Warring Spirits

As I’m writing this, the kids in my neighborhood in northern Virginia are finishing their preparations for Halloween. They are putting the final touches on costumes and plotting ways to get more candy than last year, or at least more than their siblings. The pandemic has put a damper on the usual trick-or-treating, but there will still be candy – and candy in abundance. They are talking about carving pumpkins and which house has the spookiest decorations.

My kids all know what Halloween is really about: All Hallows Eve developed as a reminder of our own mortality and our duty to pray for the dead. It’s a holiday that prepares us and points us toward tomorrow’s great feast of All Saints and the commemoration of All Souls that follows.

They also know that the macabre delights of today grew out of pagan superstitions of the past. These old festivities were co-opted by Christians and molded into something better. The kids will tell you that jack-o-lanterns were first carved as a way to ward off evil spirits – by superstitious children in a different age. And the feasting and costumes and bonfires are relics of a less enlightened time when people believed in witches and ghosts and evil spirits.

Many adults tell children not to believe in these things because adults don’t want to frighten children. And children try not to believe in such things because they want to seem grown-up. But, of course, the childish thing is not the belief in evil spirits, but the refusal to believe that such things exist. If there is any evidence that our world is less beset by demons than centuries past, I have not seen it.

The truth is that evil spirits are (as the St. Michael Prayer goes) “prowling about the world seeking the ruin of souls.” Fear of seeming unsophisticated makes many of us reluctant to acknowledge this. We prefer to explain moral evil only in terms of human agency and responsibility. Anything beyond than that is embarrassingly “unscientific,” and so we willfully ignore what is beyond our comprehension and control.

It was an exorcist priest who first pointed out to me the relative absence of evil spirits in the Old Testament. They’re there, of course – think of the stories of Job and Tobias, for example – but they are mostly hidden. In the Old Testament, the priest pointed out, evil spirits were so deeply embedded in our world, so at ease amongst us, that they were hardly noticed.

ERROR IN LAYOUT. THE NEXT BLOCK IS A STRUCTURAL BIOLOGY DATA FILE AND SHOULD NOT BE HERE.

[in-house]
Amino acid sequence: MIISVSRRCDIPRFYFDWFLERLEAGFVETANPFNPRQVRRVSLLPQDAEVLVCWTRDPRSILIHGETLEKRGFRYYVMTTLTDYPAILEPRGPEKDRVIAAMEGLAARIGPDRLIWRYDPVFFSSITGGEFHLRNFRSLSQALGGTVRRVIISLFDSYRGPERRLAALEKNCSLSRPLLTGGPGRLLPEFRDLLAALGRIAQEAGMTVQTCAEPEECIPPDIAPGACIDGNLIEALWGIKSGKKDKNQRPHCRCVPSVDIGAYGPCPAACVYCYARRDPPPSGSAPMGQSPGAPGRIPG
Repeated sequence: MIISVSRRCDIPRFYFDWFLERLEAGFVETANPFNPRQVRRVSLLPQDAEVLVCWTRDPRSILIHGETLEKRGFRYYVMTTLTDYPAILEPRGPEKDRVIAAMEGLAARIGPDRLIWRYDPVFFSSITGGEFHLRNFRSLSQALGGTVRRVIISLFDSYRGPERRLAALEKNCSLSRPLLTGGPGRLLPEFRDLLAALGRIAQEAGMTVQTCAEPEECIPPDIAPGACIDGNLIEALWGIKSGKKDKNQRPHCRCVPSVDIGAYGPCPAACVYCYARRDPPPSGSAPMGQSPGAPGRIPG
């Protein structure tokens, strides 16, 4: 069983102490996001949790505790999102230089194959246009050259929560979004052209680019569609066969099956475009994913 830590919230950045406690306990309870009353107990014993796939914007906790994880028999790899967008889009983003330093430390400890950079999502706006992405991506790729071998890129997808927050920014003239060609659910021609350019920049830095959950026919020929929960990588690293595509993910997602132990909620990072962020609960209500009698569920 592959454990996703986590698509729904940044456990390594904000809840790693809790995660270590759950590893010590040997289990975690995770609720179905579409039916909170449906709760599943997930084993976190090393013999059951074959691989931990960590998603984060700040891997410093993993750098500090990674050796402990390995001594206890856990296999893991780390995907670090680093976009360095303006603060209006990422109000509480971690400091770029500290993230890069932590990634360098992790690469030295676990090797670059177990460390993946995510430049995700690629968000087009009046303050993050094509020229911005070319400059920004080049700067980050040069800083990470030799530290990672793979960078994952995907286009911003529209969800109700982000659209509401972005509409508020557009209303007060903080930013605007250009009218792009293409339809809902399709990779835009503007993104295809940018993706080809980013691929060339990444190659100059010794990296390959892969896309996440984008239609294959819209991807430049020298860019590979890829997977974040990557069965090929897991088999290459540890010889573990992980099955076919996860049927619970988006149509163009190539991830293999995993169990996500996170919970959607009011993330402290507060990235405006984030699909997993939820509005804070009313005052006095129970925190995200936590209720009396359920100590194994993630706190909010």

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But the New Testament tells a radically different story. The New Testament, from the Gospel of Matthew right on through to Revelation, is full of references to evil spirits.

When the incarnate Son of God arrives, the demons start coming out of the woodwork. They know Him, and they know why he has come. His presence sounds the death knell of their dominion: “Now is the time of judgment on this world; now the ruler of this world will be driven out.” They fear him. And they obey him. The mission of the Church, the building up of the Kingdom of God, always comes at the expense of someone else’s reign.

St. Paul was especially clear about the enemy, and how the enemy was to be opposed:

For our struggle is not with flesh and blood but with the principalities, with the powers, with the world rulers of this present darkness, with the evil spirits in the heavens. Therefore, put on the armor of God, that you may be able to resist on the evil day and, having done everything, to hold your ground. So stand fast with your loins girded in truth, clothed with righteousness as a breastplate, and your feet shod in readiness for the gospel of peace.

The world is full of wickedness. We are awash in fear and anxiety and doubt.

You may recall the famous line from the film “The Usual Suspects”: “The greatest trick the Devil ever pulled was convincing the world he did not exist.” Scanning the headlines one could be forgiven for thinking that the devil has gotten rather careless lately with his camouflage – gruesome beheadings in a French Cathedral, reports of black Masses in Spain, a priest desecrating an altar with unspeakable acts in Louisiana.

A few miles away from where I live, in downtown Washington, the shops along major thoroughfares a different sort of preparations are being made. Windows are being boarded up with sheets of plywood. There is a growing sense that the nights to come will be filled with fire and shrieking and wailing- the kinds of nights when good people are scared to go out. The specter of a masked mob haunts the city. People here are not preparing for Halloween, but for Election Night.

Our country is soul-sick from worshipping many idols – Mammon, Asmodeus, and Moloch. It shows. The signs are all around us, for those with eyes to see. But of the turmoil that surrounds us, who is to say whether it is a sign of strength or weakness in the enemy? In the spiritual warfare in which we are all engaged, how does the battle go? Who has the upper hand?

In a sense is doesn’t matter; we know the outcome because we have it from the Lord’s own lips: “I have overcome the world.”  And our strategy should be the same: “In all circumstances, hold faith as a shield, to quench all the flaming arrows of the evil one. And take the helmet of salvation and the sword of the Spirit, which is the word of God.”

 

*Image: Mammon by George Frederic Watts, 1884-85 [TATE, London]

 

Stephen P. White

Stephen P. White is executive director of The Catholic Project at The Catholic University of America and a fellow in Catholic Studies at the Ethics and Public Policy Center.



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